Much Ado About Nothing Summary

William Shakespeare

Much Ado About Nothing

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Much Ado About Nothing Summary

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Much Ado About Nothing, a comedy dating from the mid-career period of William Shakespeare was probably written just prior to 1600. The play has the trappings of a theatrical farce with its use of assumptions and misunderstandings. Main characters Benedick and Beatrice are duped into announcing their love for each other while Claudio is fooled into spurning Hero at the altar when he mistakenly believes that she has not been faithful to him. The theme of lovers being tricked into thinking one or the other has been unfaithful was common in Shakespeare’s era, though no definitive source or inspiration for this play is agreed upon.

Infidelity and deception serve as major themes in the play. A wife’s infidelity or cuckoldry, real or feigned, drives the plot. Women are able to use the fact that men cannot be completely certain of a wife’s fidelity. Deception is used as a thematic device to great success in creating the atmosphere of bewilderment. Deception, even when aimed at a noble end, such as bringing lovers together, often backfires, leading to the misunderstandings that are essential to the farcical genre that predates Shakespeare and stretches to the Hollywood “screwball” comedies of the 1930s and beyond.

Messina, a port on the island of Sicily near the toe of Italy, provides the setting for Much Ado About Nothing. At the start of the play, it is announced that Don Pedro, an Aragon prince is about to return from a successful battle. Claudio is among his soldiers. Leonato is governor of Messina and the father of Hero as well as the uncle of Beatrice. When the soldiers, including Benedick return, he and Beatrice engage in what Leonato calls their “merry war.” Claudio tells Benedick that he plans to court Hero; Benedick attempts to discourage him as Benedick is against marriage. Don Pedro in turn tells Benedick that once he meets the right person he, Benedick, will get married.

At a masquerade party commemorating the conclusion of the war, Don Pedro, in disguise, courts Hero for Claudio. Meanwhile, Don Pedro’s illegitimate brother, Don John, falsely tells Claudio that Don Pedro is not acting on Claudio’s behalf but rather for his own interest in Hero. The duplicity is not successful and Claudio wins Hero. The trickery at the ball continues as Benedick dances with Beatrice while in disguise only to have her tell this “unknown” man that she considers Benedick a fool. Benedick vows revenge. Don Pedro and his companions, looking for something to do while waiting a week for the wedding of Claudio and Hero, decide to promote a relationship between Benedick and Beatrice, so float a rumor, being certain that it reaches Benedick, that Beatrice is in love with him but not comfortable telling him. The rumor mill works in both directions as Hero and her maid let Beatrice and her maid overhear them say that Benedick is in love with Beatrice. All of the deception proves successful when Beatrice and Benedick are both won over by the perceived love bestowed upon them by the other and decide to reconcile.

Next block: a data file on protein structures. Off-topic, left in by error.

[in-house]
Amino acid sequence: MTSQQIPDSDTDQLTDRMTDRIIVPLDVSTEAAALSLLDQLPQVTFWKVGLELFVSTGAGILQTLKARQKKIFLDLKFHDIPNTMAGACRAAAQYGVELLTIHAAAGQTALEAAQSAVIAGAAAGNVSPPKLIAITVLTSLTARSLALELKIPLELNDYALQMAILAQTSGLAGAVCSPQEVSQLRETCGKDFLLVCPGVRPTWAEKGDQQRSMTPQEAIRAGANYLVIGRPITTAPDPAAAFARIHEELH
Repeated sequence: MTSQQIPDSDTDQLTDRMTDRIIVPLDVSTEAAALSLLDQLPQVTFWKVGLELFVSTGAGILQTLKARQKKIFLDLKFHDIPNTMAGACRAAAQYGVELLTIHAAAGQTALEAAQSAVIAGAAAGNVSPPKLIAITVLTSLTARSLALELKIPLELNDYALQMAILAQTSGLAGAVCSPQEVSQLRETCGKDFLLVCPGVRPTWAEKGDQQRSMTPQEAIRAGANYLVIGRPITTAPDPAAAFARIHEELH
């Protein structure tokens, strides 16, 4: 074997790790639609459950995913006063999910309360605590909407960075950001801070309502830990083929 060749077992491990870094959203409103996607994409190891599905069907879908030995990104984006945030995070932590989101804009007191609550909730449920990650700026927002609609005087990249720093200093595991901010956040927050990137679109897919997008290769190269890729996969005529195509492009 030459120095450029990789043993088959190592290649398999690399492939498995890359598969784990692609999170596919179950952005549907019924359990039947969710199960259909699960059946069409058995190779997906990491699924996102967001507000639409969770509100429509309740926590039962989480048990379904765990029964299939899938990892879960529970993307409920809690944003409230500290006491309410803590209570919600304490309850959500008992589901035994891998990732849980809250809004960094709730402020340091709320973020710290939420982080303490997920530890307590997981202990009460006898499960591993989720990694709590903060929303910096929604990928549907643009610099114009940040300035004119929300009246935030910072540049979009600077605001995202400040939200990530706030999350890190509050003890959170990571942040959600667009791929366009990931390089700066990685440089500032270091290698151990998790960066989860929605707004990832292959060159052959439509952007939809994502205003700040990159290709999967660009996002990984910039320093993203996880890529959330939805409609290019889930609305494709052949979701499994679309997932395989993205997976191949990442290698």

Don John plots to prevent the wedding from taking place and embarrass his brother. He tells Don Pedro and Claudio that Hero is not faithful and sets in action events that make it seem that Hero is entertaining Borachio in her chamber when he is really with Hero’s chambermaid, Margaret. Don Pedro and Claudio fall for the ruse and Claudio is determined to publically humiliate Hero. On the following day, their wedding day, Claudio rejects Hero, shocking the wedding guests and leaves with Don Pedro. Hero faints and her father wishes her dead. However, the friar conducting the ceremony believes Hero to be innocent and encourages the family to stage Hero’s death with the hope that it will lead Claudio to feel regret. Meanwhile, Benedick and Beatrice confide that they love each other and she wants Benedick to prove his love for her by killing Claudio. He refuses at first but when Leonato and his brother, Antonio, blame Hero’s “death” on Claudio, Benedick follows their lead and challenges him to a duel.

On the evening that Don John and his accomplices, Borachio and Conrade, perpetrate their plot, the local Watch, although incompetent, arrests Borachio and Conrade. Don John has already left the city. A confession is obtained and Leonato is told that Hero is innocent. Claudio, who is filled with remorse over the “death” of Hero, agrees to her father’s command that he wed the daughter of Antonio, telling him the girl is almost identical to Hero. At the wedding ceremony, Claudio finds out that the bride is actually Hero. Benedick and Beatrice publically profess their mutual love. News comes of the capture of Don John, but rather than call for his immediate punishment, Benedick suggests waiting so that the couples can bask in their new happiness. A lonely Don Pedro has not found love but does get a bit of advice from Benedick, “Get thee a wife.”